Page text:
The film is organized partly chronologically and partly thematically. The most frequent sequence is a series of the women talking about a common topic. The film casually cuts from one woman to another, but at time we view a tightly packed and fast montage of clips of comments. These sequences are interspersed between shots of extremely large close-ups of the women’s skin, hair, hands and bodies. Most of the music, here a solo piano, accompanies these latter shots. The texture of the skin and hair is beautifully lit and photographed; a series of human tapestries.

The women are filmed mostly in mid-shot or close-up, either head-on or at a slight angle. Late in the film we see four of the women in a wide shot with brief biographical details. Two of the women are not identified, presumably at their request.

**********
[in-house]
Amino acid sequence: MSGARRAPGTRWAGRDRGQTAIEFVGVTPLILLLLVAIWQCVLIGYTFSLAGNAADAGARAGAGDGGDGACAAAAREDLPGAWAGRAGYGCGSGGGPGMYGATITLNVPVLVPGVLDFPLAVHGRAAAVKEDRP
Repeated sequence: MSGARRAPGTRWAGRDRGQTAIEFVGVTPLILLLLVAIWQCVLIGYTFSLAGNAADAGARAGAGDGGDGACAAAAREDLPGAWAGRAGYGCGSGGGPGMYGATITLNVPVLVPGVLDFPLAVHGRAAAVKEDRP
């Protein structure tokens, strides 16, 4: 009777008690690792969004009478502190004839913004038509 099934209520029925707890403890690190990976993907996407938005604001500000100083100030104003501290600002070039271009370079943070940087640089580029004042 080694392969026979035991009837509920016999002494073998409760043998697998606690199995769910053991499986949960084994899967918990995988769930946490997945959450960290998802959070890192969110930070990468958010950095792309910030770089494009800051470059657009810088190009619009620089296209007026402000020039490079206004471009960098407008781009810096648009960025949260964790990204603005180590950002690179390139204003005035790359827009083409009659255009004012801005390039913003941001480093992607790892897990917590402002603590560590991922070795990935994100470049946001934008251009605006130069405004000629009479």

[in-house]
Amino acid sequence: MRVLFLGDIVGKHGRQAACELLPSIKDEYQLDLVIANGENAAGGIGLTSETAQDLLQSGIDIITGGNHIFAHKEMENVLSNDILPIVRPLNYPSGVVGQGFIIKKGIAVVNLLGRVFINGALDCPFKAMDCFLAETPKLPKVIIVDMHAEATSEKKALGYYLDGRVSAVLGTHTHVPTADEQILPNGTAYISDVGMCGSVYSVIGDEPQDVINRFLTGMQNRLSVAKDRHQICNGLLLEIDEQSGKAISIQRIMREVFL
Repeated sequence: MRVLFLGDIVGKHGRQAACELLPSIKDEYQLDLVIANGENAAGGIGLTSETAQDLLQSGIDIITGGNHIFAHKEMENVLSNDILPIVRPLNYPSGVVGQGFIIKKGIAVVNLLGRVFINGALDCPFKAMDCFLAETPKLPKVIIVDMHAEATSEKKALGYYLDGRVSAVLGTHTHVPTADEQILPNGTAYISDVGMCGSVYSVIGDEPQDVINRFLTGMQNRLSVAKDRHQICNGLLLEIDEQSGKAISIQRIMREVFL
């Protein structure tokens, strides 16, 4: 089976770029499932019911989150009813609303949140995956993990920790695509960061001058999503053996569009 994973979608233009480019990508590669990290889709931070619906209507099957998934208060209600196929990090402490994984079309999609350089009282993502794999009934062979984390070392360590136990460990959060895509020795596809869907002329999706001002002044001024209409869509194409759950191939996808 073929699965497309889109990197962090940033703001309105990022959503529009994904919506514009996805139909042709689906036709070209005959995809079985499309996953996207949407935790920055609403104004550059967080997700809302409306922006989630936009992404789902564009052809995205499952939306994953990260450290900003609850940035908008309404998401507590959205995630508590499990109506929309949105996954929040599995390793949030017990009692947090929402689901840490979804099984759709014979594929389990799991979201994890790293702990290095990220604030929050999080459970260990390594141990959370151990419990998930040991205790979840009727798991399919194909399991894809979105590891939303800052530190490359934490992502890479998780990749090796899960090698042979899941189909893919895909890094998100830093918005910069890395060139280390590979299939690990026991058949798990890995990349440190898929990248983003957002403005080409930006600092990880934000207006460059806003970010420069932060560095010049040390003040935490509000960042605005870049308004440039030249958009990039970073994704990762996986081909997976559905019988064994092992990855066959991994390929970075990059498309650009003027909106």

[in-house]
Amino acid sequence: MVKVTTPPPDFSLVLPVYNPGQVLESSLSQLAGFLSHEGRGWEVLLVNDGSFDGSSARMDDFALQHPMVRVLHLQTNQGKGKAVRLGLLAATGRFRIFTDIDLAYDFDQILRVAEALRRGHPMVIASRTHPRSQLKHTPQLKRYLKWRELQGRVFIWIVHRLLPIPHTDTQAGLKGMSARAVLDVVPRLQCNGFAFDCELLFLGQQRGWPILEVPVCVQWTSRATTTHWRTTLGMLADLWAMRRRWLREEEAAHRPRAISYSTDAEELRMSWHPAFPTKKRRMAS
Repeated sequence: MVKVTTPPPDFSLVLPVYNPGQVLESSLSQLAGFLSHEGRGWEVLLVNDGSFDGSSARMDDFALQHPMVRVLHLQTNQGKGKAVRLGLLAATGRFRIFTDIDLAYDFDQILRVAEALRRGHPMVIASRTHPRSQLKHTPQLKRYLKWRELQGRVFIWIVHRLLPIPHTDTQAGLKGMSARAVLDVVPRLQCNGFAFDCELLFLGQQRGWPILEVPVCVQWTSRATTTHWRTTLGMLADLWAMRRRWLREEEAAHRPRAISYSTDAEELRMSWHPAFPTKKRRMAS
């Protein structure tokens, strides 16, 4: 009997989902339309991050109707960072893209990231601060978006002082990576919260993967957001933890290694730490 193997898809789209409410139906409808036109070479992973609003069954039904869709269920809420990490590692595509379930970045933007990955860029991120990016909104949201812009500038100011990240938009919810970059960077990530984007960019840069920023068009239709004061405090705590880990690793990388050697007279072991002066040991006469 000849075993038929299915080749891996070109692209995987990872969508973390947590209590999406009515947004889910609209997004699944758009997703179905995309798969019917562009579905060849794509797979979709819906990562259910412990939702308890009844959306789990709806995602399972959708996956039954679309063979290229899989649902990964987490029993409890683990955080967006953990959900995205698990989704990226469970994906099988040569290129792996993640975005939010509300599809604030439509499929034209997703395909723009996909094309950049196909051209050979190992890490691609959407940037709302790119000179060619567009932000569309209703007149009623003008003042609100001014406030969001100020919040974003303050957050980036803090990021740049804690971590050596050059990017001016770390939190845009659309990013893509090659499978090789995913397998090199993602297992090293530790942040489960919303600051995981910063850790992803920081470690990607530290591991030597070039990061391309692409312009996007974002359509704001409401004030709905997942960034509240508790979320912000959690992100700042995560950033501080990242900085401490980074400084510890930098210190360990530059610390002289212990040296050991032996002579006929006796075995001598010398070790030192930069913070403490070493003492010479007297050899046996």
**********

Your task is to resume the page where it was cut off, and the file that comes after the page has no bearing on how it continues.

The voices are addressed direct to camera. Occasionally we hear part of the questions. And towards the end there is over-lapping sound which runs into the intervening shots of skin. The war years and the Nazi regime receive particular attention. Most of the film consists of shots of the women or the close-ups of them; however, the Nazi period is illustrated by a series of black and white stills. As the Brochure notes point out:

“World War II represents a decisive point in the lives of these women, one of whom was a member of the Nazi party and another of whom joined the Social Democrats after the war.””

Another worked in ceramics; one was an actress, she is the most bubbly of the characters. One lost a husband during the war.

The directors were Crescentia Dünßer, who has been acting in films since 2002, and Martina Döcker; this was their first feature. The documentary was made for television but shot on 35mm in black and white standard widescreen. The luminous cinematography was by Sophie Maintigneux and the complex editing by Jens Klūber with sound by Daniel de Oliveira. We were fortunate in viewing a fine 35mm print which showed off the effect the luminous images of the women’s bodies.